Kurt Andersen found himself, like many of us, trying to understand how we ended up, as a nation, in a time of post-truth, alternative-facts political reality. The more he dug, the more he found that, hey, we’ve always been this way. Tracing American history back to the Protestant Reformation and through until today (or at least last year) he carries us through story after fascinating story of our American ability to believe whatever takes our fancy, even when we’ve made it up our very own selves. Stimulating, hilarious and frightening, but always illuminating, this one is well worth your time. ~ McNevin
A frequently-lauded best book of 2017, this memoir had me bursting into laughter throughout. It recounts the author’s upbringing as the daughter of a rogue and eccentric Catholic priest and her enabling mother; her escape; and then her return home to live in a time of dire financial straits. Lockwood’s gifts of insight and language combine organically with the outrageous nature of her personal history. It is not a surprise that she is a poet with a highly original voice. Everything about this book is a treat!
Cartoonist Roz Chast, in this nakedly uncomfortable confessional memoir, takes us through the process of caring for her aging, ailing parents. Perhaps you know Roz Chast from her New Yorker cartoons. If so, you will not be surprised by the laugh-out-loud humor in her story, though you might also be moved by how deeply touching it is. For all her parent’s idiosyncrasies, as well as her own, this is a universal story of something many of us have lived through, or will. As an added bonus, if you were to tell me you do not connect with graphic novels, this is the one I would tell you to read. ~ McNevin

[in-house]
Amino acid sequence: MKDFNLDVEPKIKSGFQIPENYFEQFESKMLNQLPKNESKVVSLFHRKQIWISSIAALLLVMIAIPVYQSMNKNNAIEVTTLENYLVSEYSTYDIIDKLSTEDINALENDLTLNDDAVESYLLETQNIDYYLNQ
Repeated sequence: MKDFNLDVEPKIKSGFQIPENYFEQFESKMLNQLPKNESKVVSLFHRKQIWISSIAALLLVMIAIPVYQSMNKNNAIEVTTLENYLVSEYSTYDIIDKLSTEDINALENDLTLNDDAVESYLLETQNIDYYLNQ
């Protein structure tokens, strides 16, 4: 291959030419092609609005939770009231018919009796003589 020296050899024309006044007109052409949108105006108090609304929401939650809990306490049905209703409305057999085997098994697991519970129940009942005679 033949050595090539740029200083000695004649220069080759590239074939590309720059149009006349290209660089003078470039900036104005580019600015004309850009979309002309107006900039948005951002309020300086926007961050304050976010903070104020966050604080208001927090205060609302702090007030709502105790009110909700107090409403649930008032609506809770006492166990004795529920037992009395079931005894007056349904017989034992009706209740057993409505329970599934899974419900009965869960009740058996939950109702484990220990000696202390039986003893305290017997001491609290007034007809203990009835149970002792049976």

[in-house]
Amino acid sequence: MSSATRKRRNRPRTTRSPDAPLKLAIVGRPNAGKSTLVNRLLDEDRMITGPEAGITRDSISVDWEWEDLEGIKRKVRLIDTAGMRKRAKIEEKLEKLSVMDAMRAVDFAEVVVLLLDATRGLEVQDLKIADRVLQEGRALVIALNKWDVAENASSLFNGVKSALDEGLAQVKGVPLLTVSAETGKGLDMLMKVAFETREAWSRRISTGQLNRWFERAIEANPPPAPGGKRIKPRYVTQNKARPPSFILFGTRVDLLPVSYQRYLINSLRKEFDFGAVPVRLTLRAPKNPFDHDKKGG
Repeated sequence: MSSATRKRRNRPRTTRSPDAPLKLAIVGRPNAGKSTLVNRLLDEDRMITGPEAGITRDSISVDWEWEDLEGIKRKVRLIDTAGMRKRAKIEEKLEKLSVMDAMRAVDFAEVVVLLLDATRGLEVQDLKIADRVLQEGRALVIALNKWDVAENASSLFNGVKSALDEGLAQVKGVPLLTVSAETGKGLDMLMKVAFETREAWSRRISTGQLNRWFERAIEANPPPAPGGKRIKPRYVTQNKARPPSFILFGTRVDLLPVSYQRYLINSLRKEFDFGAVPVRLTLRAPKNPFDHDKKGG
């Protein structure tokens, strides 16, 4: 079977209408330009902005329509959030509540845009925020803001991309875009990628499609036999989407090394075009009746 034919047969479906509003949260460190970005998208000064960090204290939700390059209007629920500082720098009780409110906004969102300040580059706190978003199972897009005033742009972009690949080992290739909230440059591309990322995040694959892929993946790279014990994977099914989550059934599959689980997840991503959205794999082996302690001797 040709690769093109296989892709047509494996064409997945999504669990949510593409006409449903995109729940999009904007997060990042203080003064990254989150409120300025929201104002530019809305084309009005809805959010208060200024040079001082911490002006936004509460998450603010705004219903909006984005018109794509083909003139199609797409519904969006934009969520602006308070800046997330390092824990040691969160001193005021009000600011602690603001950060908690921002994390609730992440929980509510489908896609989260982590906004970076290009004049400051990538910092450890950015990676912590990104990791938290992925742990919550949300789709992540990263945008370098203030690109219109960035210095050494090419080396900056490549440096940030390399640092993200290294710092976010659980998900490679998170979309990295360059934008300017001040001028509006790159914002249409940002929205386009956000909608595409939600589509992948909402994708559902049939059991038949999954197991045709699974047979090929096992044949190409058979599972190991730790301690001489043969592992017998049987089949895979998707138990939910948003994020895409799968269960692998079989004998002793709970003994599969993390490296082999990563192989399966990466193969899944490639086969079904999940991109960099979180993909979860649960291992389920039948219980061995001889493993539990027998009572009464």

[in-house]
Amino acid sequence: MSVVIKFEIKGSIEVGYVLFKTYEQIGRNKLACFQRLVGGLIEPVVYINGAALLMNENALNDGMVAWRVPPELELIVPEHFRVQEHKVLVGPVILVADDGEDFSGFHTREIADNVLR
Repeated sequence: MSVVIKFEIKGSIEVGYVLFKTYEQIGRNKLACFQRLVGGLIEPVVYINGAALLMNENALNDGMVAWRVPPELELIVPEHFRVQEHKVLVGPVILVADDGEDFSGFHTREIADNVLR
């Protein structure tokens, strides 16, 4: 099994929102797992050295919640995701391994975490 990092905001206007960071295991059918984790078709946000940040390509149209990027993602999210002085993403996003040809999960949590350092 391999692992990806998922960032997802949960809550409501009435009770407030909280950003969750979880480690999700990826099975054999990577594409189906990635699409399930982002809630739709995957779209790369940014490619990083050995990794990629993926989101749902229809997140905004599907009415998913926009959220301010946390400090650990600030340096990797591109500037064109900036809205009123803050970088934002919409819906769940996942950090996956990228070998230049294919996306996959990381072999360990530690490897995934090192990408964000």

One of my very favorite science fiction stories ever begins here. Ancillary Justice is told in first person, by Breq—an AI robot. that began as the intelligence network of a massive imperial starship and its crew of ancillaries, and then morphed into a lone soldier on a daring mission. With both the thrills of a solid space opera and the deep intelligence of the smartest science fiction, the Imperial Radch trilogy rewards reading and rereading. ~ McNevin
A friend recommended this classic as possibly the best novel he’s ever read. I wholeheartedly agree on its excellence. George Eliot’s clarity of perception and deep empathy, even for characters with pronounced unsympathetic traits; the suspense she builds over the fate of all characters; her ability to weave an entire social tapestry in an enlightening and inspiring way; and the way she drops an aphorism on just about every page—all are reasons to love this book. Also, she’s really funny. ~ McNevin
In a Tokyo suburb, a young man searches for his wife’s missing cat—and soon, for her as well, through a mysterious netherworld of shifting realities. He encounters a psychic prostitute; his brother-in-law, who is a malevolent but mediagenic politician; a cheerfully morbid sixteen-year-old-girl; and an aging war veteran who has been permanently changed by Japan's forgotten campaign in Manchuria. Mesmerizing, surreal, strangely touching and darkly funny, with a distinct touch of David Lynch at his best. ~ McNevin